Pancreastatin-Dependent Inflammatory Signaling Mediates Obesity-Induced Insulin Resistance

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Publication:

Diabetes, 2015, doi: 10.2337/db13-1747

http://diabetes.diabetesjournals.org/content/64/1/104.full

 Author(s):

Gautam K. Bandyopadhyay, Minh Lu, Ennio Avolio, et al.

Quansys Products Used:

Human Chemokine (4-Plex)

Abstract:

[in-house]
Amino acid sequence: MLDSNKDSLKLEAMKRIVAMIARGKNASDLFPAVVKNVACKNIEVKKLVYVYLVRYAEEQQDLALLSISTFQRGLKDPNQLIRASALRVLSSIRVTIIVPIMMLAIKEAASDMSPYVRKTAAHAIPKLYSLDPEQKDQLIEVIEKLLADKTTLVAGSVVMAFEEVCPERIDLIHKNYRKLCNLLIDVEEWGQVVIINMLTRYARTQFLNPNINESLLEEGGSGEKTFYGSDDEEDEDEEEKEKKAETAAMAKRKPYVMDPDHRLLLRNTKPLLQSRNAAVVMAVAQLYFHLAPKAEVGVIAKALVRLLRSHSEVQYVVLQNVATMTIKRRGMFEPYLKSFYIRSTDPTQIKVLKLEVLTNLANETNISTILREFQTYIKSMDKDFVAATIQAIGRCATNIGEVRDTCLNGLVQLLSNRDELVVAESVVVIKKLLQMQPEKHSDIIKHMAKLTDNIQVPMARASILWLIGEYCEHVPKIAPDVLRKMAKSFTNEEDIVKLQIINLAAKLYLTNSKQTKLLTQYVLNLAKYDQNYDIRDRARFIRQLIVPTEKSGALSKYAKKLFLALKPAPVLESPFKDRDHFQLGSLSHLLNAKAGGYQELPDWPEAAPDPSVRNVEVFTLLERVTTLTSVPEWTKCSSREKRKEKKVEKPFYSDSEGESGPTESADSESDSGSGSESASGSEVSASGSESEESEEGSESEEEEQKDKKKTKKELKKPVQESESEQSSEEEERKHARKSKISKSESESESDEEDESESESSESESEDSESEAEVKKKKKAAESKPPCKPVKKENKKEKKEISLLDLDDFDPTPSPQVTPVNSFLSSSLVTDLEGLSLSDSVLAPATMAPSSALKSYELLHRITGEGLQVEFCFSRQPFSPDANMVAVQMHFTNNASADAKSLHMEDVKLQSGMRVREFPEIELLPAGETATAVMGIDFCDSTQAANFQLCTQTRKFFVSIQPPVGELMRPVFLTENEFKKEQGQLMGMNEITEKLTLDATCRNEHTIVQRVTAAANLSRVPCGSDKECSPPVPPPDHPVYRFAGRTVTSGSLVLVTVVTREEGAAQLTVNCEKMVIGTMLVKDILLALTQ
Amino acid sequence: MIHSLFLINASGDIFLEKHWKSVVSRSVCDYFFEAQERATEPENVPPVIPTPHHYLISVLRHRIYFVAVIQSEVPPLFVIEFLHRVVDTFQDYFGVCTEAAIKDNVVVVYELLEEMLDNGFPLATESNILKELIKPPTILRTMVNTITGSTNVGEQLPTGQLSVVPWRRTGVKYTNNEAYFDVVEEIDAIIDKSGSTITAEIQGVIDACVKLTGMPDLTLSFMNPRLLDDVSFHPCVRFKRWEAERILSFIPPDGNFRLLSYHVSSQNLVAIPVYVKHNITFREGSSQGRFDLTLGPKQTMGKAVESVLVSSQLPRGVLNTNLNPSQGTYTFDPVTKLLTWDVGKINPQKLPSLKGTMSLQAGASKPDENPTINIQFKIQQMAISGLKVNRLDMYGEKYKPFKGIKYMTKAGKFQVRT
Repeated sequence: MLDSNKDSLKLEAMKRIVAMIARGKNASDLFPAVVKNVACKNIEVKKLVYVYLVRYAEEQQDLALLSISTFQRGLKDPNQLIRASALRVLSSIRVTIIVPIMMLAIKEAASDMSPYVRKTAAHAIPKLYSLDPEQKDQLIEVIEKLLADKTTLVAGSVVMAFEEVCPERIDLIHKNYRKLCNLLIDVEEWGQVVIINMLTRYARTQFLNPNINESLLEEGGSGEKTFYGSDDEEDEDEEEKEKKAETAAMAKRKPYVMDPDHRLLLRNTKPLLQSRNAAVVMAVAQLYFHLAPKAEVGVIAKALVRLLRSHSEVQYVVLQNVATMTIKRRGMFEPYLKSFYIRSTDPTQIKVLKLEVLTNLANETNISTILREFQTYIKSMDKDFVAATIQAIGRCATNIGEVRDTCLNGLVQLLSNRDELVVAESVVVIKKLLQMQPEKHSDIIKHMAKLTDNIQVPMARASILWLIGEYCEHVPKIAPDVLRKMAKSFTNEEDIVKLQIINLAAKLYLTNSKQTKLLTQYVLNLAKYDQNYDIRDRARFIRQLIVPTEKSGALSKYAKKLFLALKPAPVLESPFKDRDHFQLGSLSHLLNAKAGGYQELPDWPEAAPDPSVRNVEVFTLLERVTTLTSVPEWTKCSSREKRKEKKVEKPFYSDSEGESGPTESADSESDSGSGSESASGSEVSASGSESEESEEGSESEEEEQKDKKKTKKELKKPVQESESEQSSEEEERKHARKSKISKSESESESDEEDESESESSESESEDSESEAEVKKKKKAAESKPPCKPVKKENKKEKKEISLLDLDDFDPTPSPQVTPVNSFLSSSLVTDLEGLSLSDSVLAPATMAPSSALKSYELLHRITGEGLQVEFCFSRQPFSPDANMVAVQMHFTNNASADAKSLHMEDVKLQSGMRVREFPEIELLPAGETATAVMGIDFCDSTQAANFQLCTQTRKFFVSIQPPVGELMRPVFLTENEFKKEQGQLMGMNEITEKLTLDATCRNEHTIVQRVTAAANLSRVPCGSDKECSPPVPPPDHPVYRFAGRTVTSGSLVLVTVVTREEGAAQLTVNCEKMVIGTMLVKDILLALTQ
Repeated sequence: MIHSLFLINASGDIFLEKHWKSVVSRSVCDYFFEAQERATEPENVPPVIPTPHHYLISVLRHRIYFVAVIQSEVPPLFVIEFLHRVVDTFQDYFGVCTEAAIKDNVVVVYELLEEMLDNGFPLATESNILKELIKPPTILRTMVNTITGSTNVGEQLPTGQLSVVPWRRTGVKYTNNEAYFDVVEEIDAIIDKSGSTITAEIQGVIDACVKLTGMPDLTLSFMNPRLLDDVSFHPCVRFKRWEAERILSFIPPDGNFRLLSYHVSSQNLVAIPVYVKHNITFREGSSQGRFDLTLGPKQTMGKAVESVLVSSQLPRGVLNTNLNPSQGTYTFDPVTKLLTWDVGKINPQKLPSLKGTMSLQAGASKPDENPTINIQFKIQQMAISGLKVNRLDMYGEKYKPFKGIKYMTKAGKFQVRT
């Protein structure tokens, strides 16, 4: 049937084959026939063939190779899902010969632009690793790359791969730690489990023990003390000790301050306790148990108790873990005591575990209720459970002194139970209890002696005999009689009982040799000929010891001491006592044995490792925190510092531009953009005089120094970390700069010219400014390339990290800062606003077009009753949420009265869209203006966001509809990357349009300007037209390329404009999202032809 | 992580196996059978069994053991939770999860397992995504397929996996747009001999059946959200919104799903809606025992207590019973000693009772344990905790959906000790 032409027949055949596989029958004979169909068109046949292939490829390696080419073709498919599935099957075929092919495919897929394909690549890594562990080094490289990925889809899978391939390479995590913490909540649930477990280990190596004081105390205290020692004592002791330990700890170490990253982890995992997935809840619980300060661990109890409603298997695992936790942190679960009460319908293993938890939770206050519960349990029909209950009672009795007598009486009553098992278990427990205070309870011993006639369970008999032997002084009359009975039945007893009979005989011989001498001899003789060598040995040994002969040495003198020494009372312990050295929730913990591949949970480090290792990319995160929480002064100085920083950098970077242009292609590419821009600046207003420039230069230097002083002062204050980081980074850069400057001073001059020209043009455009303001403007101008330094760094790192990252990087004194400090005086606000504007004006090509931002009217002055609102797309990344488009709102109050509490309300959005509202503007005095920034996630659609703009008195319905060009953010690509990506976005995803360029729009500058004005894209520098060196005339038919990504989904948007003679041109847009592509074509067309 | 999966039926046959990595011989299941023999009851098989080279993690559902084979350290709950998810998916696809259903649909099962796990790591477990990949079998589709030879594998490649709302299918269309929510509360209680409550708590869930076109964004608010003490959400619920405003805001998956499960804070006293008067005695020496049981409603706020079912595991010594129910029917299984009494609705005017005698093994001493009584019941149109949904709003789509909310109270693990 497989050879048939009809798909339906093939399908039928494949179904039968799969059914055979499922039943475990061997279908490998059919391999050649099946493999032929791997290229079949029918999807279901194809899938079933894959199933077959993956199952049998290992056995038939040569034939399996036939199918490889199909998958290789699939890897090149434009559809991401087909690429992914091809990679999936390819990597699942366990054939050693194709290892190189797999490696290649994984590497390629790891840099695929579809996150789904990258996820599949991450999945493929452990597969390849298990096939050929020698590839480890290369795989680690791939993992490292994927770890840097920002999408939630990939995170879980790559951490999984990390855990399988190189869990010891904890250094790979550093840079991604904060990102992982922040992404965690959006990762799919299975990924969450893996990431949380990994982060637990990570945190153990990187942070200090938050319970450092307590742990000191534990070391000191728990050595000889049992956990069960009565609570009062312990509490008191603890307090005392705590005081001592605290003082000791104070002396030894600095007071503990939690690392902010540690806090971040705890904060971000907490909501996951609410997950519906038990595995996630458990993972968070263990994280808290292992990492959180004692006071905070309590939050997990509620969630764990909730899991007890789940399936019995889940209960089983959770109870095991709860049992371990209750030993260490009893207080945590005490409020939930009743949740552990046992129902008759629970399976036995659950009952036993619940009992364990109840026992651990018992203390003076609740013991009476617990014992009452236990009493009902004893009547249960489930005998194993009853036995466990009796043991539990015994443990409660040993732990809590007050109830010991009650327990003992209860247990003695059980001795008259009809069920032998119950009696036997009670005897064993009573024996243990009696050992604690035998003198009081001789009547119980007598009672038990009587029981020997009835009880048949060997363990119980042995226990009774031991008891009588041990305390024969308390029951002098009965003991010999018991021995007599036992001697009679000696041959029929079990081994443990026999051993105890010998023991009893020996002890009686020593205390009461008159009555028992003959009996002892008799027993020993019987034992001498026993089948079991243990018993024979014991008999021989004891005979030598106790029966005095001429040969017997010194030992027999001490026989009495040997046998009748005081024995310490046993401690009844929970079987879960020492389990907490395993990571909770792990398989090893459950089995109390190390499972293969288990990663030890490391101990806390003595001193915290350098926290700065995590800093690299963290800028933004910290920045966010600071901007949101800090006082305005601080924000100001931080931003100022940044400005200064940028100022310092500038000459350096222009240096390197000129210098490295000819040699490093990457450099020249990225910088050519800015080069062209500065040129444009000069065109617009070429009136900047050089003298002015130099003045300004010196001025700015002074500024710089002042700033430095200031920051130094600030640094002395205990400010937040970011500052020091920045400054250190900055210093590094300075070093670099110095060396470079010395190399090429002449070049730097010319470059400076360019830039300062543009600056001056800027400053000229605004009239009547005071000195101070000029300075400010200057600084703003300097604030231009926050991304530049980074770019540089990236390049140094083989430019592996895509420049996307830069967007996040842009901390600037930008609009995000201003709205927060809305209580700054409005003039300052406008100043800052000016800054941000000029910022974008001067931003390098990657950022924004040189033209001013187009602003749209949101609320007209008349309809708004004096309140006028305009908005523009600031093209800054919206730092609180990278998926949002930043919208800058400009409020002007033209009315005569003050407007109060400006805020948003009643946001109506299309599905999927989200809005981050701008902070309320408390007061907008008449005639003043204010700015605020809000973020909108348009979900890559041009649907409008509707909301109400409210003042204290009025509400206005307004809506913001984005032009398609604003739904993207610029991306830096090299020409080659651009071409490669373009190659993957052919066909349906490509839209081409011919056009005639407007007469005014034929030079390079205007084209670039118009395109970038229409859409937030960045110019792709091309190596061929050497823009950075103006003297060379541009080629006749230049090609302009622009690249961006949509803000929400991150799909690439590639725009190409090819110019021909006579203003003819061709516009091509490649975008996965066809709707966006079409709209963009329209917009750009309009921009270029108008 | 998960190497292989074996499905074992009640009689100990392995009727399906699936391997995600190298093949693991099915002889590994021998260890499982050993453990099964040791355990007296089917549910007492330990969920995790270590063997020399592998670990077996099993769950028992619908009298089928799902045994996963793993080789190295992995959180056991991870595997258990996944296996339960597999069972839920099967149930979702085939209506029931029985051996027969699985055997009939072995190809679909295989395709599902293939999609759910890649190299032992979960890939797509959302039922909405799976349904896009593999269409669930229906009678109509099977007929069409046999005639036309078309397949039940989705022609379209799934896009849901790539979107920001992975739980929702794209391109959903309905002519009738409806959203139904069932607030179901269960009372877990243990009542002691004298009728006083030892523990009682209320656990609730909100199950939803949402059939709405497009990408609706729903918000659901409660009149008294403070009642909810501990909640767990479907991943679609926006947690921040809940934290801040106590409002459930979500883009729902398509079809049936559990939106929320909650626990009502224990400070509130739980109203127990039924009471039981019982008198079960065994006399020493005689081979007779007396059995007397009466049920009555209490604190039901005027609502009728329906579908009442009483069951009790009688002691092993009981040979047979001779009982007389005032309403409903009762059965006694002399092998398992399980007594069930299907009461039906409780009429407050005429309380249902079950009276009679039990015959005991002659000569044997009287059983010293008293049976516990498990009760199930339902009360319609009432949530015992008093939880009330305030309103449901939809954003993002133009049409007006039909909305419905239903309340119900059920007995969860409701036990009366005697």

Chromogranin A knockout (Chga-KO) mice exhibit enhanced insulin sensitivity despite obesity. Here, we probed the role of the chromogranin A–derived peptide pancreastatin (PST: CHGA273–301) by investigating the effect of diet-induced obesity (DIO) on insulin sensitivity of these mice. We found that on a high-fat diet (HFD), Chga-KO mice (KO-DIO) remain more insulin sensitive than wild-type DIO (WT-DIO) mice. Concomitant with this phenotype is enhanced Akt and AMPK signaling in muscle and white adipose tissue (WAT) as well as increased FoxO1 phosphorylation and expression of mature Srebp-1c in liver and downregulation of the hepatic gluconeogenic genes, Pepck and G6pase. KO-DIO mice also exhibited downregulation of cytokines and proinflammatory genes and upregulation of anti-inflammatory genes in WAT, and peritoneal macrophages from KO mice displayed similarly reduced proinflammatory gene expression. The insulin-sensitive, anti-inflammatory phenotype of KO-DIO mice is masked by supplementing PST. Conversely, a PST variant peptide PSTv1 (PST-NΔ3: CHGA276–301), lacking PST activity, simulated the KO phenotype by sensitizing WT-DIO mice to insulin. In summary, the reduced inflammation due to PST deficiency prevented the development of insulin resistance in KO-DIO mice. Thus, obesity manifests insulin resistance only in the presence of PST, and in its absence obesity is dissociated from insulin resistance.

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